A marvel of complexity, the nucleus is the command center of the cell – harboring information, codes and controlled access. But different from man-made command centers, the nuclear interior looks chaotic to the eye of a scientist. Chromosomes, the carriers of genetic information, float amidst a sea of water, proteins, nucleic acids and other molecules, all engaged in a myriad of simultaneous reactions. These reactions have one major goal: to turn genes on and off at the right time and place. This process is called gene regulation and makes a brain cell look and act different from a muscle cell or a liver cell.
Frameshifts occur when the reading frame in which genetic information is translated is perturbed. Textbook knowledge considers frameshifts to be dangerous as they typically result in altered protein sequences, which are frequently also truncated. Recent research from the lab of Bojan Zagrovic shows that even though frameshifts change the protein sequence, several of its important physicochemical properties stay the same. The results point to a possible new role for frameshifts: They may be a conserved strategy for evolution to create novel protein sequences with already optimized physicochemical properties.
The Medical University of Vienna has nominated Selma Osmanagic-Myers as Researcher of the Month March 2020 for her paper „Endothelial progerin expression causes cardiovascular pathology through an impaired mechanoresponse”. In this work, published in 2018 in the renowned journal “JCI”, she showed that endothelial cells of progeria patients fail to cope with the mechanic stress caused by bloodflow. This activates signaling mechanisms that lead to cardiovascular diseases. Selma studied biochemistry in Vienna and later joined the lab of Roland Foisner at the Max Perutz Labs as a Postdoc. She just recently moved to the Center of Pathobiochemistry and Genetics at the Medical University where she will continue her work on the impact of aging on endothelial cells, especially in the premature aging disease Hutchison Gilford Progeria.
Protein Phosphatase 2 (PP2A) is an enzyme that plays important roles in regulating cell proliferation and by that has been shown to be a tumor suppressor. Inactivation of PP2A has been observed in many diseases including cancer. Egon Ogris and his team have now found out that the prevailing model of PP2A inactivation by phosphorylation needs to be revised. Notably, decades of research on the tumor suppressive function of PP2A were based on antibodies that - as it turns out now - do not recognize phosphorylation but are rather blocked by a completely different post-translational modification.
The Weintraub Student Award is one of the most prestigious and competitive international student awards recognizing “outstanding achievement during graduate studies in biological sciences”. Anete Romanauska, PhD student in Alwin Köhler’s lab, has been selected as one of twelve students from around the globe in 2020. The award is sponsored by the Fred Hutchinson Cancer Research Center in Seattle.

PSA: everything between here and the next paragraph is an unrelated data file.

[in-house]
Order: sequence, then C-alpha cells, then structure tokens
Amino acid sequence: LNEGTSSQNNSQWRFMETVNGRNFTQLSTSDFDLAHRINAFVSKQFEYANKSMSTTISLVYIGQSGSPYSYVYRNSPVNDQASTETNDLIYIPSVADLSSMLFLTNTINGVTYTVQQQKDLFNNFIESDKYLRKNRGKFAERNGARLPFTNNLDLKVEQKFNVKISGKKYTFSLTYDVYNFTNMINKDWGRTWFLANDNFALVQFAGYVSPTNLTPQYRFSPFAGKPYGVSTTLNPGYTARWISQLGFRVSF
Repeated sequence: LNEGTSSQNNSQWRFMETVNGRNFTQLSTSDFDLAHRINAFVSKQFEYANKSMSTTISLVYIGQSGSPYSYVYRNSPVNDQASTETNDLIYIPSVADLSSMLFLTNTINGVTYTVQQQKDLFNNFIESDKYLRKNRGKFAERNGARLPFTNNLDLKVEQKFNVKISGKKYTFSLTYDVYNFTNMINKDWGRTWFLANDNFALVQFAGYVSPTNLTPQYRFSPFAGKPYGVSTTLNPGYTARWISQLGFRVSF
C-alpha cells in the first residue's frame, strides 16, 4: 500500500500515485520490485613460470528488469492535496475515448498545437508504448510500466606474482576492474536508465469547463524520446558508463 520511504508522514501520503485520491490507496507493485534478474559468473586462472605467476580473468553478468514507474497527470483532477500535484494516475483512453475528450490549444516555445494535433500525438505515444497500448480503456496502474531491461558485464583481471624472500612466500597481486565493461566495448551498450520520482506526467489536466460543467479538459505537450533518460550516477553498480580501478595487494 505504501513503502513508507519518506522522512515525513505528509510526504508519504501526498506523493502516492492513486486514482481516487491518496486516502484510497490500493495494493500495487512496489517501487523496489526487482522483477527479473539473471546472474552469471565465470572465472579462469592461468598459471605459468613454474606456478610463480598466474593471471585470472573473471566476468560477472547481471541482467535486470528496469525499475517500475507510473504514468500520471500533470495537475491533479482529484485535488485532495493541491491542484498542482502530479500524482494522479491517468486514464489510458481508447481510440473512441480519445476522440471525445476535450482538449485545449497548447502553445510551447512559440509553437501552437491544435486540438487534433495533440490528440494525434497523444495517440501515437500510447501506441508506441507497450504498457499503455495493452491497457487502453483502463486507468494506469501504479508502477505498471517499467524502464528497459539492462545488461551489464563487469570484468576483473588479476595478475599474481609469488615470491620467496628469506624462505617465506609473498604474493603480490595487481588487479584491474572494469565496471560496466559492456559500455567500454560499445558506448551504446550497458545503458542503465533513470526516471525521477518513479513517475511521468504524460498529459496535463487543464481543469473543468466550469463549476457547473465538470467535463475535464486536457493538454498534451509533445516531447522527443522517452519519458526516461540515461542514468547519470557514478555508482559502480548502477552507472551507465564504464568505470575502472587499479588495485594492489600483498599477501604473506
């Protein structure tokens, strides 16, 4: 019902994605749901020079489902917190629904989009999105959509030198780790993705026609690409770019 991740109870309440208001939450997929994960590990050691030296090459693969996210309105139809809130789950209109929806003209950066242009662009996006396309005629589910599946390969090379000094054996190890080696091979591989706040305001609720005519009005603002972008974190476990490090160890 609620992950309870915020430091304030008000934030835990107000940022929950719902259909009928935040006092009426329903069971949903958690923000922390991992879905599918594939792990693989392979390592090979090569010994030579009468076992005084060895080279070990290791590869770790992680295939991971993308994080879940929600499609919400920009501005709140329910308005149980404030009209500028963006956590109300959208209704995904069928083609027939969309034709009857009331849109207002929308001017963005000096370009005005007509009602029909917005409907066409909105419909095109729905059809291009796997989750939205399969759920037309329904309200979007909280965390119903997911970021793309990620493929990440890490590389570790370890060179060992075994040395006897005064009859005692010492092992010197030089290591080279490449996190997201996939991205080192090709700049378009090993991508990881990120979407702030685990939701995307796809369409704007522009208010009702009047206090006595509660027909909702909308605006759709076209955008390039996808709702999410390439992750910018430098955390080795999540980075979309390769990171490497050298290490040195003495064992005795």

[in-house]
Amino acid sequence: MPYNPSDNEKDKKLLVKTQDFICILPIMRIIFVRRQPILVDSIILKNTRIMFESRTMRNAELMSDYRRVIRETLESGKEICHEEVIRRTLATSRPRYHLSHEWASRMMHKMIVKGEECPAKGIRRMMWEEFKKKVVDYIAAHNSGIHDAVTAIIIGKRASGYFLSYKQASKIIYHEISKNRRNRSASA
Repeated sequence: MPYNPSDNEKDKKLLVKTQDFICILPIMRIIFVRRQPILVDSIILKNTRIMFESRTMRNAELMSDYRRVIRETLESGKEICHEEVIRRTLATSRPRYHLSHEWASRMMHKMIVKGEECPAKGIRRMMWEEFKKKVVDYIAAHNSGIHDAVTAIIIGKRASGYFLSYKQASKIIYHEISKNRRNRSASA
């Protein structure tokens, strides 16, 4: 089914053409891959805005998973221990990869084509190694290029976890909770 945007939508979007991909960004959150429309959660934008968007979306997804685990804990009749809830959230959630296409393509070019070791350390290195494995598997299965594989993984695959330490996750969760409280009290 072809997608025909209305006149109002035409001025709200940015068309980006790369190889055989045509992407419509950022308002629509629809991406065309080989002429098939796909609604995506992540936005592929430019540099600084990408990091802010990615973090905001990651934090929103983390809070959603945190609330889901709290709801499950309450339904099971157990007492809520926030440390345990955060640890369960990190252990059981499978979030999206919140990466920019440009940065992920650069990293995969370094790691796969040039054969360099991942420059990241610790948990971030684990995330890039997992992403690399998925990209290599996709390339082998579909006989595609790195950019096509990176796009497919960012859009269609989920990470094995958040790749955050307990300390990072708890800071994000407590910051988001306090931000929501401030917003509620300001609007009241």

The Austrian Academy of Sciences has awarded DOC Fellowships for highly qualified doctoral candidates to students Christina Manakanatas from the lab of Roland Foisner and Laura Santini from Martin Leeb’s group. The fellowship will fund their projects in the fields of stem cell research and the mechanism of the premature ageing disease Hutchinson Gilford Progeria Syndrome (HGPS).
The Max Perutz Labs are embedded in the Vienna Biocenter, providing access to outstanding core facilities shared by all members of the campus in addition to facilities unique to our institute.
With a strong molecular focus and a diversity of model organisms, we aim to bridge basic research with biomedicine.
Cells communicate at every level and molecular misunderstandings must be avoided.
Cracking the genetic code and understanding how it can be corrupted.
Making sense of big data to drive hypothesis-based research.
Visualising the biochemistry of macromolecules in health and disease.
To honour an extraordinary teacher and scientist, the Max Perutz Labs were named after Max Ferdinand Perutz, who, together with John C. Kendrew, was awarded the 1962 Nobel Prize in Chemistry for his studies on the structure of globular proteins ...
The Max Perutz Labs seek to educate students to think critically and analytically, challenge them to set ambitious goals, and instill in them both broad horizons and deep understanding. In doing so, we aspire to furnish them with the necessary knowledge and skills to push forward the frontiers of 21st century biomedical science.